Jonathan Safran Foer


Saturday, July 2, 2016

Marking Time

The word planet is derived from the ancient Greek πλανήτης (planētēs) meaning nomad or wanderer. Nomad and wanderer are fitting metaphors for Earthborn observers on a life raft orbiting the Sun.

Points to Eastern Horizon
archival pigmented print

The construct of time, the narrative element of marking time, and the construct of orientation are traceable to the human experience of a random and arbitrary astronomical phenomenon: The elliptical circuit Earth travels around the Sun.

A 365° elliptical circuit of the Sun is the astronomical metronome that provides the clicks and markers for perhaps the most persistent human narratives which are the marking of time and a sense of direction.

Years are marked by a lap around the Sun. A year is segmented into seasons. Earth proceeds counter-clockwise through eight spatial milestones marking the beginning, midpoint and end of each season. The eight positions are visualized as spokes on what is considered the Wheel of the Year by modern Pagans.

Last month, Earth traveled through its Summer Solstice. Next month Earth passes through the cross-quarter called Lughnasadh, corresponding to a Gaelic festival marking the beginning of the harvest. September brings the Autumnal Equinox, followed by the cross-quarter Samhain, corresponding to a Gaelic festival marking the end of the harvest.

December harkens the arrival of Winter Solstice, followed by the cross-quarter Imbolc in February, corresponding to a Gaelic festival marking the beginning of spring. March brings the Vernal Equinox, followed by the cross-quarter Beltane, corresponding to a Gaelic May day festival. Completing the circuit brings us back to the Summer Solstice.

A rising and setting Sun is a predictable orientational prop. The force of gravity plays the principal role in our orientational fiction for up and down.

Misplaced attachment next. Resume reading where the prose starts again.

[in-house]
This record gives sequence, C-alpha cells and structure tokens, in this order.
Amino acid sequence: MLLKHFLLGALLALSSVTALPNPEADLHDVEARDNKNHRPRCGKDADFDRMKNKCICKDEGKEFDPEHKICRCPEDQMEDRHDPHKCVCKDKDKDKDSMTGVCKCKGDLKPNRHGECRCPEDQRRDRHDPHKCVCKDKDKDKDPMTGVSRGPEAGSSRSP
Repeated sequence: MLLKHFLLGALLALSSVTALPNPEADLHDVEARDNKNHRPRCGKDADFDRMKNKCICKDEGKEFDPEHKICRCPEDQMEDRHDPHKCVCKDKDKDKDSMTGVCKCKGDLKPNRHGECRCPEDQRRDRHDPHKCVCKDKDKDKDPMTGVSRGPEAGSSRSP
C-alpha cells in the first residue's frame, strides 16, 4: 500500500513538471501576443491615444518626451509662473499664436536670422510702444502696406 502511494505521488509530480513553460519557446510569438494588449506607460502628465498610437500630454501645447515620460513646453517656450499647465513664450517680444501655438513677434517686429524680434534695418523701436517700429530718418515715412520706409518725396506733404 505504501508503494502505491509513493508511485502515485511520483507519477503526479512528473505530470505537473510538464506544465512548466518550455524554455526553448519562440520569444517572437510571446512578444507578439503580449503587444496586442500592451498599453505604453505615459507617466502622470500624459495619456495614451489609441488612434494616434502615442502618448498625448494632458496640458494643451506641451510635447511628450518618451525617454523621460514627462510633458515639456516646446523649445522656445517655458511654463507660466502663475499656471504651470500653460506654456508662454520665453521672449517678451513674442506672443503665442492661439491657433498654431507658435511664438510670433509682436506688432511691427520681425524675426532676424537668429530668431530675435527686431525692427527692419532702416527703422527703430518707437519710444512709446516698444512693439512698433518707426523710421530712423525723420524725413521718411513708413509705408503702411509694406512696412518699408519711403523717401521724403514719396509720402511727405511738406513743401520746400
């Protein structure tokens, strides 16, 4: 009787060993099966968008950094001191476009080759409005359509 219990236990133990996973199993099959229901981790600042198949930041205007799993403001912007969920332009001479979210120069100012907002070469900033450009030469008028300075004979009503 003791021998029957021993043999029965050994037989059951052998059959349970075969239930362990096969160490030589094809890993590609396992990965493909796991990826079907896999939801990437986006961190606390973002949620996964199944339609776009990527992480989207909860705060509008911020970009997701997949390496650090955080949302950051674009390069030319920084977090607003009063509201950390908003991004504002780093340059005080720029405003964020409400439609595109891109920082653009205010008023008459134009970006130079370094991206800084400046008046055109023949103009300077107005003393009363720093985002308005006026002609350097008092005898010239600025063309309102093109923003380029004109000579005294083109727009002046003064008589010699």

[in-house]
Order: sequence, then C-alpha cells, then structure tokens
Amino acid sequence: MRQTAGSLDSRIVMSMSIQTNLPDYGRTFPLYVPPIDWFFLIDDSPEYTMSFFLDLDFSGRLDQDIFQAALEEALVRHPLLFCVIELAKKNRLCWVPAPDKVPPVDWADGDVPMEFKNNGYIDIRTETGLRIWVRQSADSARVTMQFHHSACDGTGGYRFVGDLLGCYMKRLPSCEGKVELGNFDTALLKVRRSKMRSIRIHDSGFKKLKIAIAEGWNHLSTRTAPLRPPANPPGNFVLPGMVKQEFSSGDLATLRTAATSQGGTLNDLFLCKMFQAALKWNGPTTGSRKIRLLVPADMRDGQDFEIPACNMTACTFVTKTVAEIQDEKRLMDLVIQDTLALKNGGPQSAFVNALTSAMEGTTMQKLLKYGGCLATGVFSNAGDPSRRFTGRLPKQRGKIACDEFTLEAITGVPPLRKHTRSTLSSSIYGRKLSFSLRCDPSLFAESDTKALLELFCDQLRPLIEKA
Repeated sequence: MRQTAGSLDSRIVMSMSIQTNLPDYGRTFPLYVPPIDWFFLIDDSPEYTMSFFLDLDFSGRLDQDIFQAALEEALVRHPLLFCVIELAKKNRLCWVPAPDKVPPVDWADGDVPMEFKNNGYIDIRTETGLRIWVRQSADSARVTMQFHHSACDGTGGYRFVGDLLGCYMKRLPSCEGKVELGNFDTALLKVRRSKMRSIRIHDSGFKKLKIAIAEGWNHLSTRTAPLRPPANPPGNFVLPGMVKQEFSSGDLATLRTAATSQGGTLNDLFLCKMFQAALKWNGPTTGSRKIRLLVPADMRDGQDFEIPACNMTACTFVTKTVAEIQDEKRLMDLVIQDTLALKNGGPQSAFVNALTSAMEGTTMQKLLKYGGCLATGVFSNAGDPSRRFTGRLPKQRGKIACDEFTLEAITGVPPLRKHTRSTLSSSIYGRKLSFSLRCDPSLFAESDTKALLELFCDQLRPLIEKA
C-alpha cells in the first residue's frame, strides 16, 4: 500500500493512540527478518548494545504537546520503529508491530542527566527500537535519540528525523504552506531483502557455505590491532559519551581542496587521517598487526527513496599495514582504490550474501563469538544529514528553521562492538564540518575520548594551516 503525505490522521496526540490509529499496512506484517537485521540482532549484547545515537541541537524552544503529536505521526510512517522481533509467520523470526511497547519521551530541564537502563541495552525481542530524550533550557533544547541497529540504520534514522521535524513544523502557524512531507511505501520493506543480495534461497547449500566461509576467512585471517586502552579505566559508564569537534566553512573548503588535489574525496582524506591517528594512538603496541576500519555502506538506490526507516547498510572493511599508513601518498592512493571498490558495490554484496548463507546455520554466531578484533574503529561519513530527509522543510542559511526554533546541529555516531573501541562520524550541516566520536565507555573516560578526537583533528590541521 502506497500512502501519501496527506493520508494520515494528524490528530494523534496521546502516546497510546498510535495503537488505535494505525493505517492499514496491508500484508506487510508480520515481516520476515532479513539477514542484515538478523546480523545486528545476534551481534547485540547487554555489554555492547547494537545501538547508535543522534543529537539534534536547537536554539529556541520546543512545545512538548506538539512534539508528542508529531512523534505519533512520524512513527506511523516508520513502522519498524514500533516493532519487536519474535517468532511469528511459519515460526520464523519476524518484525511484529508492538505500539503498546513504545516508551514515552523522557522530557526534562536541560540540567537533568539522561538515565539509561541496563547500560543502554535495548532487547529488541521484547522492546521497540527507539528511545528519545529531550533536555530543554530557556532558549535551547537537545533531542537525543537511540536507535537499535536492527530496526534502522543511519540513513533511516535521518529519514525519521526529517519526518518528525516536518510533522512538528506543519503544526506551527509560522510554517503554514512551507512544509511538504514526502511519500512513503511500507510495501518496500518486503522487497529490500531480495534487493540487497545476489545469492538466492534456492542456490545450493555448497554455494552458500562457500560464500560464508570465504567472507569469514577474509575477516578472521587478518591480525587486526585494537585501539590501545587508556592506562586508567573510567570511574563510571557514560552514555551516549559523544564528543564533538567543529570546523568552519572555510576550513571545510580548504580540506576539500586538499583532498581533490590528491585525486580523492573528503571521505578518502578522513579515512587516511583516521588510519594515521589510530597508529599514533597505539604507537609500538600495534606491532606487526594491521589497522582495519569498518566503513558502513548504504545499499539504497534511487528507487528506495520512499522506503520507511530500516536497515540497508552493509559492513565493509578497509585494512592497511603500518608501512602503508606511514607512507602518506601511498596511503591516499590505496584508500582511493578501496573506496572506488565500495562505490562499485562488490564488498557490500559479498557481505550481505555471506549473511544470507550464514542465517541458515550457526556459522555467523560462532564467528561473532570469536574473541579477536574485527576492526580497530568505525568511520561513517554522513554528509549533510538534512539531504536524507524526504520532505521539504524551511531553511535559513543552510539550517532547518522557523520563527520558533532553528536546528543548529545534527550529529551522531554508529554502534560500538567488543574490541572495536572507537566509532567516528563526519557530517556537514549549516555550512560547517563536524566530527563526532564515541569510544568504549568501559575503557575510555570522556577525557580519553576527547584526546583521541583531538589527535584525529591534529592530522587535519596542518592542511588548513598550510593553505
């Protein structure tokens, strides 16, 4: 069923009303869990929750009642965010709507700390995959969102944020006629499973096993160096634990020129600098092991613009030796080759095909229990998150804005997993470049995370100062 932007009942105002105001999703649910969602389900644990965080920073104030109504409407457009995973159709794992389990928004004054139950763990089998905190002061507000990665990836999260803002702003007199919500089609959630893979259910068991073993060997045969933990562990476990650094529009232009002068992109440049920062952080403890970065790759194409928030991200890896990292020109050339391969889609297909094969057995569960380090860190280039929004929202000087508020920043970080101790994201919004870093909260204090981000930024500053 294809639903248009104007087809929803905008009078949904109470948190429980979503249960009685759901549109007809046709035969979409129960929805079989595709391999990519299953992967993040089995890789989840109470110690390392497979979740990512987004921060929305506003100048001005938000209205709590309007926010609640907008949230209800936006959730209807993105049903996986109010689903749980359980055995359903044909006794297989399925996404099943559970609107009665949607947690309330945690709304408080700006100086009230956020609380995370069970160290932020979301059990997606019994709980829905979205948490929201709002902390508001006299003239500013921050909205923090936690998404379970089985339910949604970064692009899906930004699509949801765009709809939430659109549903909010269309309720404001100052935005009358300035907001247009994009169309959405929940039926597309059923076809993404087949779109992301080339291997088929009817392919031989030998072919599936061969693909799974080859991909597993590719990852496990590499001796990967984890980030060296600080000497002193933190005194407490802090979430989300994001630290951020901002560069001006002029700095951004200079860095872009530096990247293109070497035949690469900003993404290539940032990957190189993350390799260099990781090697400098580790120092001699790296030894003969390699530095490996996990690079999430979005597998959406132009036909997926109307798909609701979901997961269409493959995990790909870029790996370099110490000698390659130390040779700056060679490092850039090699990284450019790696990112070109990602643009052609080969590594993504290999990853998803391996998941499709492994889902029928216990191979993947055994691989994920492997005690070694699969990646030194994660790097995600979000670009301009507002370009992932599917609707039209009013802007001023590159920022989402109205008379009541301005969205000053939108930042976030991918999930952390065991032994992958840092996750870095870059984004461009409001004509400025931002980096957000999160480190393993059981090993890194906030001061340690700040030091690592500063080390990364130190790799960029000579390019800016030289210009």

Earth's orbit of the Sun provides an additional framework for directional orientation. In native American cultures, notably the Hopis, direction is derived from observable phenomena rather than intellectual abstraction.
The four cardinal directions of Hopi cosmology, and apparently those of many other American Indian cosmologies, are not the four directions which the European tradition derives from an abstract geometrization of space. Rather their cardinal directions are empirically observable ones defined by observations of sunrise and sunset at the winter and summer solstices. The four solstitial directions not only provide a stable empirical framework within which astronomical observations are made, but they also provide a general cosmological framework which draws apparently unrelated natural phenomena into an organic unity.
Stephen C. McCluskey
Ancient humans gazed up at the night sky to observe sparkling bodies overhead seemingly stationary, but to the patient observer, moving. Our ancient ancestors would have noticed the phases of the Moon because of the opportunities and threats an illuminated Moon might have posed to them.

Antares over Moonhouse
archival pigmented print

With unaided eye, our ancient ancestors would have also noticed faster moving bodies in the sky which we now know were the planets Mercury, Venus, Mars, Jupiter, and Saturn. They likely would have noted sunlight and shadow aligning, striking, and passing across targets aligned with equinox, solstice, and cross-quarter sunrises and sunsets.
We are all one child spinning through Mother Sky.
Shawnee proverb
To ancient civilizations awed by cyclical astronomical phenomena, the ability to predict and mark such events was prized and sacred knowledge.